Methylome analysis and integrative profiling of human HCCs identify novel protumorigenic factors.

2.50
Hdl Handle:
http://hdl.handle.net/10033/267272
Title:
Methylome analysis and integrative profiling of human HCCs identify novel protumorigenic factors.
Authors:
Neumann, Olaf; Kesselmeier, Miriam; Geffers, Robert; Pellegrino, Rossella; Radlwimmer, Bernhard; Hoffmann, Katrin; Ehemann, Volker; Schemmer, Peter; Schirmacher, Peter; Lorenzo Bermejo, Justo; Longerich, Thomas
Abstract:
To identify new tumor-suppressor gene candidates relevant for human hepatocarcinogenesis, we performed genome-wide methylation profiling and vertical integration with array-based comparative genomic hybridization (aCGH), as well as expression data from a cohort of well-characterized human hepatocellular carcinomas (HCCs). Bisulfite-converted DNAs from 63 HCCs and 10 healthy control livers were analyzed for the methylation status of more than 14,000 genes. After defining the differentially methylated genes in HCCs, we integrated their DNA copy-number alterations as determined by aCGH data and correlated them with gene expression to identify genes potentially silenced by promoter hypermethylation. Aberrant methylation of candidates was further confirmed by pyrosequencing, and methylation dependency of silencing was determined by 5-aza-2'-deoxycytidine (5-aza-dC) treatment. Methylation profiling revealed 2,226 CpG sites that showed methylation differences between healthy control livers and HCCs. Of these, 537 CpG sites were hypermethylated in the tumor DNA, whereas 1,689 sites showed promoter hypomethylation. The hypermethylated set was enriched for genes known to be inactivated by the polycomb repressive complex 2, whereas the group of hypomethylated genes was enriched for imprinted genes. We identified three genes matching all of our selection criteria for a tumor-suppressor gene (period homolog 3 [PER3], insulin-like growth-factor-binding protein, acid labile subunit [IGFALS], and protein Z). PER3 was down-regulated in human HCCs, compared to peritumorous and healthy liver tissues. 5-aza-dC treatment restored PER3 expression in HCC cell lines, indicating that promoter hypermethylation was indeed responsible for gene silencing. Additionally, functional analysis supported a tumor-suppressive function for PER3 and IGFALS in vitro. CONCLUSION: The present study illustrates that vertical integration of methylation data with high-resolution genomic and transcriptomic data facilitates the identification of new tumor-suppressor gene candidates in human HCC.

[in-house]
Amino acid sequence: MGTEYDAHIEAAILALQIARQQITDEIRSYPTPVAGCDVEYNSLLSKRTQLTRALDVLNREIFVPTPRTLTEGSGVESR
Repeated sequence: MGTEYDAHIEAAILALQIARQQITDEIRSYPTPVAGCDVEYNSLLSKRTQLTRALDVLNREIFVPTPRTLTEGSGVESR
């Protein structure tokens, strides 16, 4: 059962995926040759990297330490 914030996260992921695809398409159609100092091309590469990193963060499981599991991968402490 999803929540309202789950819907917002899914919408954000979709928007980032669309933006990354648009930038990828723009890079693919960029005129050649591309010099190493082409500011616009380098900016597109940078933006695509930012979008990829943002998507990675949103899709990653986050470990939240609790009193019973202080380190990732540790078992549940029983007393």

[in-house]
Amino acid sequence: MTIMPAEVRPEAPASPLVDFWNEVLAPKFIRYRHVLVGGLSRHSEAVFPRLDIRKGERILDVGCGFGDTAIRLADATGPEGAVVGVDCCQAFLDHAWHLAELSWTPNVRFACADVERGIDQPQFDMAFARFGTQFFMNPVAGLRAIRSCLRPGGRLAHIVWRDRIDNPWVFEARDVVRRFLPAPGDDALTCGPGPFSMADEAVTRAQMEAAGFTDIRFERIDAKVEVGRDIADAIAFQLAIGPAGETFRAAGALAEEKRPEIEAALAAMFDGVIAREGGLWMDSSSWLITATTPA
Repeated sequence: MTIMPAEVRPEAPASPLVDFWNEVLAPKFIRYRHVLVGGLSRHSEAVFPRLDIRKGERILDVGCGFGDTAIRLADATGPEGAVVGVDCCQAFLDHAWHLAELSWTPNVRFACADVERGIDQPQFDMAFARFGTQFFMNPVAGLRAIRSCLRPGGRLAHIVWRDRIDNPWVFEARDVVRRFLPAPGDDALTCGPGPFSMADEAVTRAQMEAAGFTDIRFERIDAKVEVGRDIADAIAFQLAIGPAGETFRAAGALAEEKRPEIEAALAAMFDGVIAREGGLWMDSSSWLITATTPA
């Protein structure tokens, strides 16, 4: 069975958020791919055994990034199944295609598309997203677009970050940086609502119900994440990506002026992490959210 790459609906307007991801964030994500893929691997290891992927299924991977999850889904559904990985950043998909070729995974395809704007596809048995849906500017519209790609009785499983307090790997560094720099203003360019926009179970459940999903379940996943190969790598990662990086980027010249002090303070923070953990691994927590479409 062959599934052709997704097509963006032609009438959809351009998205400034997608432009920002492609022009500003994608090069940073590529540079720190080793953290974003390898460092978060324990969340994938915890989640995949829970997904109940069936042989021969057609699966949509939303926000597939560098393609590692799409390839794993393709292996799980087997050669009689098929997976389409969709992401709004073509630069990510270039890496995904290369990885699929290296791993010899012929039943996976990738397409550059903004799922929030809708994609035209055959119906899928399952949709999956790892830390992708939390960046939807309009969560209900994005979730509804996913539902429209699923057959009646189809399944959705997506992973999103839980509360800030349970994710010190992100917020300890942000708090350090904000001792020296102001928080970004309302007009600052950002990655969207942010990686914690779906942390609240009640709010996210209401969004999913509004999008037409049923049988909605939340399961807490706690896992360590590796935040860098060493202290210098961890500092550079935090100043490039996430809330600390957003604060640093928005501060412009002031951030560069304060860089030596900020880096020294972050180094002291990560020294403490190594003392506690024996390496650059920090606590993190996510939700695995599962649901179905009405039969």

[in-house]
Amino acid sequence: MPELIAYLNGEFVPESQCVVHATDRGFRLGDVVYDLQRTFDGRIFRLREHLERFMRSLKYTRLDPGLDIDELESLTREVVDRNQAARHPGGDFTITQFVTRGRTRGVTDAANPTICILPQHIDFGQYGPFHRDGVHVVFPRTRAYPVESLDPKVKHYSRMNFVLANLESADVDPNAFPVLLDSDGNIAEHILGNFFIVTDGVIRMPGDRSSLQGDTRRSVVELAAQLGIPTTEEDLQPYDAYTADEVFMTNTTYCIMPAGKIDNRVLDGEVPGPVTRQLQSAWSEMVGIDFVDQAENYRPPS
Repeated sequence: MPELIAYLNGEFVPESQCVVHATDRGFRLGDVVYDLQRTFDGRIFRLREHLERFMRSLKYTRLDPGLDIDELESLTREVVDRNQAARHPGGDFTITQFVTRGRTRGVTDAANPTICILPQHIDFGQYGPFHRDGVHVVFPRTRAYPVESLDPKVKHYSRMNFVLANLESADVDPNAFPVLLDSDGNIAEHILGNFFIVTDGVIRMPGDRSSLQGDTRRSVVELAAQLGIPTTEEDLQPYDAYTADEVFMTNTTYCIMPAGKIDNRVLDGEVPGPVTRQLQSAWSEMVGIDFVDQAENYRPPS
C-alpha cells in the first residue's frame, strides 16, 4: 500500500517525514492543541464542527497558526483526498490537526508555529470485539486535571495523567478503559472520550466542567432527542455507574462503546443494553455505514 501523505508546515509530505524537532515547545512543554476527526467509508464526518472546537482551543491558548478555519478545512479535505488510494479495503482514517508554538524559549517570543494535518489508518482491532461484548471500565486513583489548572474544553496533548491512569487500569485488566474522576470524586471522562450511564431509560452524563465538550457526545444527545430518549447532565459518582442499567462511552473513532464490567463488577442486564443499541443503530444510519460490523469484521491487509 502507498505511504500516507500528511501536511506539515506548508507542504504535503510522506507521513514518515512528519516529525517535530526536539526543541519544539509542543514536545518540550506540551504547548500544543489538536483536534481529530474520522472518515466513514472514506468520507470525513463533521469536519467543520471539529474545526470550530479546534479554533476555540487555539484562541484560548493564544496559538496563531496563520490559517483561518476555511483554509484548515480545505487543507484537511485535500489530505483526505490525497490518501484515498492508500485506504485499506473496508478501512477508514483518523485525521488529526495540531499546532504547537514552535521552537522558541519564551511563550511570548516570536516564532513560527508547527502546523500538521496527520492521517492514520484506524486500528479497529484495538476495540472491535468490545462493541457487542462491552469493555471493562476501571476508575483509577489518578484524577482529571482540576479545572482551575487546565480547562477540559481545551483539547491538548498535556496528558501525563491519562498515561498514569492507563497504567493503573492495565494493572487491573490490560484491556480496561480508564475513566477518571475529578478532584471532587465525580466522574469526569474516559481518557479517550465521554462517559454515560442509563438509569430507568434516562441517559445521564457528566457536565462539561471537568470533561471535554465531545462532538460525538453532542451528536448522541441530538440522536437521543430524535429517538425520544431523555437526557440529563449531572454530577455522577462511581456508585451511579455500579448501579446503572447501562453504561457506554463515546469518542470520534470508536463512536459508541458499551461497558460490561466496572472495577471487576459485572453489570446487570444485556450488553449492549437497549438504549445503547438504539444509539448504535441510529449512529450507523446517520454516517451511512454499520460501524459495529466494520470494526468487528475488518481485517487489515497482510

Affiliation:
Institute of Pathology, University Hospital Heidelberg, Heidelberg, Germany.
Citation:
Methylome analysis and integrative profiling of human HCCs identify novel protumorigenic factors. 2012, 56 (5):1817-27 Hepatology
Journal:
Hepatology (Baltimore, Md.)
Issue Date:
Nov-2012
URI:
http://hdl.handle.net/10033/267272
DOI:
10.1002/hep.25870
PubMed ID:
22689435
Type:
Article
Language:
en
ISSN:
1527-3350
Appears in Collections:
publications of the research group genomeanalytics (GMAK)

Full metadata record

DC FieldValue Language
dc.contributor.authorNeumann, Olafen_GB
dc.contributor.authorKesselmeier, Miriamen_GB
dc.contributor.authorGeffers, Roberten_GB
dc.contributor.authorPellegrino, Rossellaen_GB
dc.contributor.authorRadlwimmer, Bernharden_GB
dc.contributor.authorHoffmann, Katrinen_GB
dc.contributor.authorEhemann, Volkeren_GB
dc.contributor.authorSchemmer, Peteren_GB
dc.contributor.authorSchirmacher, Peteren_GB
dc.contributor.authorLorenzo Bermejo, Justoen_GB
dc.contributor.authorLongerich, Thomasen_GB
dc.date.accessioned2013-01-28T10:30:15Z-
dc.date.available2013-01-28T10:30:15Z-
dc.date.issued2012-11-